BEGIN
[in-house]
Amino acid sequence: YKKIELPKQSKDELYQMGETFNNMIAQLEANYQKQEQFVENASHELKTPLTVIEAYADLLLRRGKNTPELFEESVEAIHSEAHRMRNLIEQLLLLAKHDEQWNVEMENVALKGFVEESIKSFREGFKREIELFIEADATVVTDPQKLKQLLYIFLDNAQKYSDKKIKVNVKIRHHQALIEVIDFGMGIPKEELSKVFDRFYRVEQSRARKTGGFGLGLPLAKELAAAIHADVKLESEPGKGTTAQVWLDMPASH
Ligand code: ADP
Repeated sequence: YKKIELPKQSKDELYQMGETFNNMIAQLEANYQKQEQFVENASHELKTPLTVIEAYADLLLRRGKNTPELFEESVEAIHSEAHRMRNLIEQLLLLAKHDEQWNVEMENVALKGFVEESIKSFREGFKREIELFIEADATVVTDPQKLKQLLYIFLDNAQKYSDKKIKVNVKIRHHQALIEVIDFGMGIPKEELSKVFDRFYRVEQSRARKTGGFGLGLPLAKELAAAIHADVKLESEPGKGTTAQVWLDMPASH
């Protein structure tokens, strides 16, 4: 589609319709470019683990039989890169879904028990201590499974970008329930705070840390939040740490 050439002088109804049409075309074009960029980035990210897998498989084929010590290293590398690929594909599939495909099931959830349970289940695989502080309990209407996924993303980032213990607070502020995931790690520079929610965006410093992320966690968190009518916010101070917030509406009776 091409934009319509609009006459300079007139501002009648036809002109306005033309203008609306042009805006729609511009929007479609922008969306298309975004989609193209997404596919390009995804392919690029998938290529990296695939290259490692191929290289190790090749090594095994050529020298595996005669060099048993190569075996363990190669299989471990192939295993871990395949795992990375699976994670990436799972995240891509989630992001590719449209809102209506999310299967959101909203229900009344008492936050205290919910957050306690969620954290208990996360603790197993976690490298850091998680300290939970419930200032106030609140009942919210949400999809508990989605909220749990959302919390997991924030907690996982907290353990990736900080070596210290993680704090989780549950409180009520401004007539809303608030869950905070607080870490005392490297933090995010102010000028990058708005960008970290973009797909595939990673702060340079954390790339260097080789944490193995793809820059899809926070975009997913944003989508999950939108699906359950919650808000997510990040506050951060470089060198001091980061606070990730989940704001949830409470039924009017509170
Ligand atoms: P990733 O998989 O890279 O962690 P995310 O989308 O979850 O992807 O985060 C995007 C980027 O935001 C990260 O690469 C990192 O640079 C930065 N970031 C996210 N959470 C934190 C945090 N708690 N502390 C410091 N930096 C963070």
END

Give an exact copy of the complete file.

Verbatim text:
[in-house]
Amino acid sequence: YKKIELPKQSKDELYQMGETFNNMIAQLEANYQKQEQFVENASHELKTPLTVIEAYADLLLRRGKNTPELFEESVEAIHSEAHRMRNLIEQLLLLAKHDEQWNVEMENVALKGFVEESIKSFREGFKREIELFIEADATVVTDPQKLKQLLYIFLDNAQKYSDKKIKVNVKIRHHQALIEVIDFGMGIPKEELSKVFDRFYRVEQSRARKTGGFGLGLPLAKELAAAIHADVKLESEPGKGTTAQVWLDMPASH
Ligand code: ADP
Repeated sequence: YKKIELPKQSKDELYQMGETFNNMIAQLEANYQKQEQFVENASHELKTPLTVIEAYADLLLRRGKNTPELFEESVEAIHSEAHRMRNLIEQLLLLAKHDEQWNVEMENVALKGFVEESIKSFREGFKREIELFIEADATVVTDPQKLKQLLYIFLDNAQKYSDKKIKVNVKIRHHQALIEVIDFGMGIPKEELSKVFDRFYRVEQSRARKTGGFGLGLPLAKELAAAIHADVKLESEPGKGTTAQVWLDMPASH
């Protein structure tokens, strides 16, 4: 589609319709470019683990039989890169879904028990201590499974970008329930705070840390939040740490 050439002088109804049409075309074009960029980035990210897998498989084929010590290293590398690929594909599939495909099931959830349970289940695989502080309990209407996924993303980032213990607070502020995931790690520079929610965006410093992320966690968190009518916010101070917030509406009776 091409934009319509609009006459300079007139501002009648036809002109306005033309203008609306042009805006729609511009929007479609922008969306298309975004989609193209997404596919390009995804392919690029998938290529990296695939290259490692191929290289190790090749090594095994050529020298595996005669060099048993190569075996363990190669299989471990192939295993871990395949795992990375699976994670990436799972995240891509989630992001590719449209809102209506999310299967959101909203229900009344008492936050205290919910957050306690969620954290208990996360603790197993976690490298850091998680300290939970419930200032106030609140009942919210949400999809508990989605909220749990959302919390997991924030907690996982907290353990990736900080070596210290993680704090989780549950409180009520401004007539809303608030869950905070607080870490005392490297933090995010102010000028990058708005960008970290973009797909595939990673702060340079954390790339260097080789944490193995793809820059899809926070975009997913944003989508999950939108699906359950919650808000997510990040506050951060470089060198001091980061606070990730989940704001949830409470039924009017509170
Ligand atoms: P990733 O998989 O890279 O962690 P995310 O989308 O979850 O992807 O985060 C995007 C980027 O935001 C990260 O690469 C990192 O640079 C930065 N970031 C996210 N959470 C934190 C945090 N708690 N502390 C410091 N930096 C963070």